The present album represents Puyana’s last thoughts in that line, and stands among the last projects of our collaboration for the SannCtuS label, which lasted nearly two decades. It combines in its vast majority recordings from the SanCtuS collection of Puyana recordings, all of which were completely revised and to a large extent reedited. This process, which took place at his Paris flat, under the close supervision of the artist, was shaped by his superb artistry and backed by his vast knowledge of both the subject matter and repertory. As musical producer of his late recordings, it was most inspiring to see the complexity of his refined art come to life during and after recording sessions and observe the masterly manner in which he combined intense artistic expression with academic rigor. Whilst getting ready to listen together to exhilarating musical results achieved in this manner, the sparkle in his eyes was intensified whenever I would advise him to “fasten his seatbelt” for what we were about to hear. Normally, such sessions would tend to provide his endless imagination with conceptions that led to further enhancements. Indulging in complacent self-satisfaction was not among his traits. The enriching hours spent with Puyana were not only of profound formative value but they offered me a unique exposure to his thoughts on and insights into his perception of the evolution of the interpretation of Scarlatti. Hence, with regard to some of the significant contributions in the field of Scarlatti interpretations during the 20 th century, he felt that many celebrated achievements had left memorable impressions, in performances of pianists such as Vladimir Horowitz and Myra Hess. He felt that even though they maintained a high level of artistry and technique, it should be reminded that their involvement with Domenico Scarlatti was cornered by playing his music on the modern concert piano, an instrument through which, he felt, one cannot “take into consideration the stylistic nuances imposed by the gradual development of historical knowledge, brought about by the 20 th  century Early Music Revival”. He further pointed out that, although Manuel de Falla had championed as early as 1917 Scarlatti and Soler programmes, played on the modern piano in Granada, it was Wanda Landowska who, as early as 1923 had played full-Scarlatti harpsichord recitals at her famous music school at Saint-Leu-la-Forêt and recorded 44 of the sonatas, between 1923 and 1940, ranging from the Victor Company’s studios in Camden, N.J. to the Studio de la Grande Armée, in Paris, for La Voix de Son Maître. All these recordings were of such superlative artistic quality that they have ever since never been absent from record catalogues.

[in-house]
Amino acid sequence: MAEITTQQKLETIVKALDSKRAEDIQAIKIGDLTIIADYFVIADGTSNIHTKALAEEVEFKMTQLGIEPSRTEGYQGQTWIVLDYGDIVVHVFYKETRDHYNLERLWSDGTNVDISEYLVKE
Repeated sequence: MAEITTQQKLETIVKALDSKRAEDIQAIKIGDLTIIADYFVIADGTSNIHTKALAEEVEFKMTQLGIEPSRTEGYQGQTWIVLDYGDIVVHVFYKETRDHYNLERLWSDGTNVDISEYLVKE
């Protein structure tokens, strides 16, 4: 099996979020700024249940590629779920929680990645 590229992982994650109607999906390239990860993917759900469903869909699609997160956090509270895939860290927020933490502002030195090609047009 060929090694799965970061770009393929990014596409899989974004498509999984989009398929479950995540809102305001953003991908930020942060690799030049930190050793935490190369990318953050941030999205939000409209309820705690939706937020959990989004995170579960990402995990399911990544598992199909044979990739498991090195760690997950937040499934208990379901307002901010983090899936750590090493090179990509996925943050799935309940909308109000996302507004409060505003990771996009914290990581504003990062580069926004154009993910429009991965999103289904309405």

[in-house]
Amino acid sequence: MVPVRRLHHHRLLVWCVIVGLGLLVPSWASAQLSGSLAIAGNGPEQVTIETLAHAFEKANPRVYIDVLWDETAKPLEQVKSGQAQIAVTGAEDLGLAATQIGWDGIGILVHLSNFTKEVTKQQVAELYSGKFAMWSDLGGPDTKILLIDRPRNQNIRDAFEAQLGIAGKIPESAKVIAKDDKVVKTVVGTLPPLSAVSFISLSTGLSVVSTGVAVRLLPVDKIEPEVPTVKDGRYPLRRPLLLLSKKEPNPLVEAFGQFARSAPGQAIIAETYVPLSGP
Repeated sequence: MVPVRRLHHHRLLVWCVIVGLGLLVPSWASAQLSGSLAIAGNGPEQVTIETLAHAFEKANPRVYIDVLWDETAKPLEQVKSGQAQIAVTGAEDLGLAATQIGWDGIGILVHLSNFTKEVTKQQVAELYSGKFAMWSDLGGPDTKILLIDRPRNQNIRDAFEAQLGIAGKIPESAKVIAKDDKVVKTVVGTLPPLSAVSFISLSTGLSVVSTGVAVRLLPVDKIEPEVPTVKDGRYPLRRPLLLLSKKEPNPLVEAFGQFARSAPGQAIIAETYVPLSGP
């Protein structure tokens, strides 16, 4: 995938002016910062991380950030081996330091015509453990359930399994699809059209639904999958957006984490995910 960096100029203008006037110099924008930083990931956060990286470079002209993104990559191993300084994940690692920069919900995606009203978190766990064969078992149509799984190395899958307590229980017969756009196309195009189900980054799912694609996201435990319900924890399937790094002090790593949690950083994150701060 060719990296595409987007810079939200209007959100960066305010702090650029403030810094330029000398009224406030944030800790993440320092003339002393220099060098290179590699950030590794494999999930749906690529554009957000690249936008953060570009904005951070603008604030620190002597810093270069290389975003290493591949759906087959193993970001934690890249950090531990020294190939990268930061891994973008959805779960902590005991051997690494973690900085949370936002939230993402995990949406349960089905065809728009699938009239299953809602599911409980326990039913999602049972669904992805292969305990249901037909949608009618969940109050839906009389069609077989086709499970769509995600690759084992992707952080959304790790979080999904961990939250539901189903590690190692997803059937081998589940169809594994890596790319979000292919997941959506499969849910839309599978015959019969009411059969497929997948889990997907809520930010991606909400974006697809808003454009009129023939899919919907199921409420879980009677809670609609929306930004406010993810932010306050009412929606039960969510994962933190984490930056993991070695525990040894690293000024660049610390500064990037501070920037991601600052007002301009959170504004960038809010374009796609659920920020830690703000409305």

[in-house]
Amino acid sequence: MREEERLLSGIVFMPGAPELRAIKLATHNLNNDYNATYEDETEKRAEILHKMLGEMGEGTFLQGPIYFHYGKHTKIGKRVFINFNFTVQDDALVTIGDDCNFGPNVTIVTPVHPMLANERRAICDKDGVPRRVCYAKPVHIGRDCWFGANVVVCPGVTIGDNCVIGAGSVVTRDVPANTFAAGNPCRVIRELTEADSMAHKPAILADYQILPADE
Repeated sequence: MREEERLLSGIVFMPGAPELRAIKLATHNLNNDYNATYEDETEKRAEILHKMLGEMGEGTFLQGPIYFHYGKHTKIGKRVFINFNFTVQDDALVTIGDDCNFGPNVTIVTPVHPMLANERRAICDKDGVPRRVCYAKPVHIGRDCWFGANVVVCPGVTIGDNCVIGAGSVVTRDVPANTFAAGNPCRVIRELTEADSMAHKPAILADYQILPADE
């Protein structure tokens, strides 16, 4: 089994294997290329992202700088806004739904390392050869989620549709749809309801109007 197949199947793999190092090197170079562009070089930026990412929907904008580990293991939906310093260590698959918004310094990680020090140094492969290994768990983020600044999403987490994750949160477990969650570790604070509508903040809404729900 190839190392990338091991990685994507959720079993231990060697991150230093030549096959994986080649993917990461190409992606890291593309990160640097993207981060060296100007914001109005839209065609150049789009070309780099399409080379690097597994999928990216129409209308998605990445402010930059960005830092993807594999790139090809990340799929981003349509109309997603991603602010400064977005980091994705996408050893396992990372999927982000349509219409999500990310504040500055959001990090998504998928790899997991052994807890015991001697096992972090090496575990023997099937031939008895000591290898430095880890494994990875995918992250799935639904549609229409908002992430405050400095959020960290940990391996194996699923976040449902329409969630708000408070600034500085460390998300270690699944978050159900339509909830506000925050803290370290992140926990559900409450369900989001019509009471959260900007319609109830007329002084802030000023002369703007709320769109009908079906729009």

During the many privileged hours together, Puyana also referred to Ralph Kirkpatrick, who performed and recorded throughout the 1950s and 1960s recitals of Scarlatti’s music, in line with his Urtext edition of 30 sonatas (Schirmer, New York) and of his “important analytical biography” of the composer, published in 1953. Puyana had a high esteem for Fernando Valenti, who he thought to have been Kirkpatrick’s most talented pupil at Yale University and who he knew from the time both lived in New York. He liked to reminisce on how the Spaniard performed memorable Scarlatti recitals at the New York Town Hall and made a number of distinguished, vital and exciting recordings of the sonatas for Westminster Records. The celebrated Landowska student thought that Valenti’s Spanish origins helped reveal a genuine understanding of the Spanish folkloric element in Scarlatti’s music. Although he valued Scott Ross’ Scarlatti interpretations, Puyana was skeptical with regard to “complete works” recordings of any composer by any musician, which for him were “marathon-like projects”, in which quantity challenged the pursuit of utmost quality. Overall, he was open to new ideas and generous with giving credit whenever he felt there was genuine talent and quality. Asked about the broad recognition and success of his own Scarlatti interpretations, Puyana thought it had to do with the “visceral feeling, both spiritual and physical”, for the Neapolitan’s music he loved so much. He also thought that it was his own Spanish ancestry, which led him to develop quite naturally a passion for Spanish keyboard music, dating from the sixteenth to the early nineteenth century.